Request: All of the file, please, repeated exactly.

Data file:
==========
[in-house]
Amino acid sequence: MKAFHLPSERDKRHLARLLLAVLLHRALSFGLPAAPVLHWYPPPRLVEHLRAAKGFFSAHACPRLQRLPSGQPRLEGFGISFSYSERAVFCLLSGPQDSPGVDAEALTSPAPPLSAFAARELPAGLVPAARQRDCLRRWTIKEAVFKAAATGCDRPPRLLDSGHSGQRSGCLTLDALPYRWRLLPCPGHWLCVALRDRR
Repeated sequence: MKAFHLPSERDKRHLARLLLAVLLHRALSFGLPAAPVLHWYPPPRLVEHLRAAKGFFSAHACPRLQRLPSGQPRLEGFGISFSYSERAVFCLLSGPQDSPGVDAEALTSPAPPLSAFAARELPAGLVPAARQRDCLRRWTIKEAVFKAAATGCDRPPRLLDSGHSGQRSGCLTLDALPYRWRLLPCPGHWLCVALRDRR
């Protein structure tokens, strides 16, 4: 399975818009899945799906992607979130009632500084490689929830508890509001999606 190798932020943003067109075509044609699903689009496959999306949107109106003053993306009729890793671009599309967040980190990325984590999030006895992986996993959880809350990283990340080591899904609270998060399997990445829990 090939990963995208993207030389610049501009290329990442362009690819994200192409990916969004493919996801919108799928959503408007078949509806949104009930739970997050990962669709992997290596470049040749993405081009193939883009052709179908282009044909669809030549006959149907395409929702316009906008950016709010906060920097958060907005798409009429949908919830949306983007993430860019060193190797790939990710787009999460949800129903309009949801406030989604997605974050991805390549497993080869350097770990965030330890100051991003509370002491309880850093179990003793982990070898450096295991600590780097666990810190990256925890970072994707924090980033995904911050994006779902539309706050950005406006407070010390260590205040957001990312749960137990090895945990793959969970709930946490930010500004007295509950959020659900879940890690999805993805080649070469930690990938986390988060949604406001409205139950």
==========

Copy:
[in-house]
Amino acid sequence: MKAFHLPSERDKRHLARLLLAVLLHRALSFGLPAAPVLHWYPPPRLVEHLRAAKGFFSAHACPRLQRLPSGQPRLEGFGISFSYSERAVFCLLSGPQDSPGVDAEALTSPAPPLSAFAARELPAGLVPAARQRDCLRRWTIKEAVFKAAATGCDRPPRLLDSGHSGQRSGCLTLDALPYRWRLLPCPGHWLCVALRDRR
Repeated sequence: MKAFHLPSERDKRHLARLLLAVLLHRALSFGLPAAPVLHWYPPPRLVEHLRAAKGFFSAHACPRLQRLPSGQPRLEGFGISFSYSERAVFCLLSGPQDSPGVDAEALTSPAPPLSAFAARELPAGLVPAARQRDCLRRWTIKEAVFKAAATGCDRPPRLLDSGHSGQRSGCLTLDALPYRWRLLPCPGHWLCVALRDRR
């Protein structure tokens, strides 16, 4: 399975818009899945799906992607979130009632500084490689929830508890509001999606 190798932020943003067109075509044609699903689009496959999306949107109106003053993306009729890793671009599309967040980190990325984590999030006895992986996993959880809350990283990340080591899904609270998060399997990445829990 090939990963995208993207030389610049501009290329990442362009690819994200192409990916969004493919996801919108799928959503408007078949509806949104009930739970997050990962669709992997290596470049040749993405081009193939883009052709179908282009044909669809030549006959149907395409929702316009906008950016709010906060920097958060907005798409009429949908919830949306983007993430860019060193190797790939990710787009999460949800129903309009949801406030989604997605974050991805390549497993080869350097770990965030330890100051991003509370002491309880850093179990003793982990070898450096295991600590780097666990810190990256925890970072994707924090980033995904911050994006779902539309706050950005406006407070010390260590205040957001990312749960137990090895945990793959969970709930946490930010500004007295509950959020659900879940890690999805993805080649070469930690990938986390988060949604406001409205139950």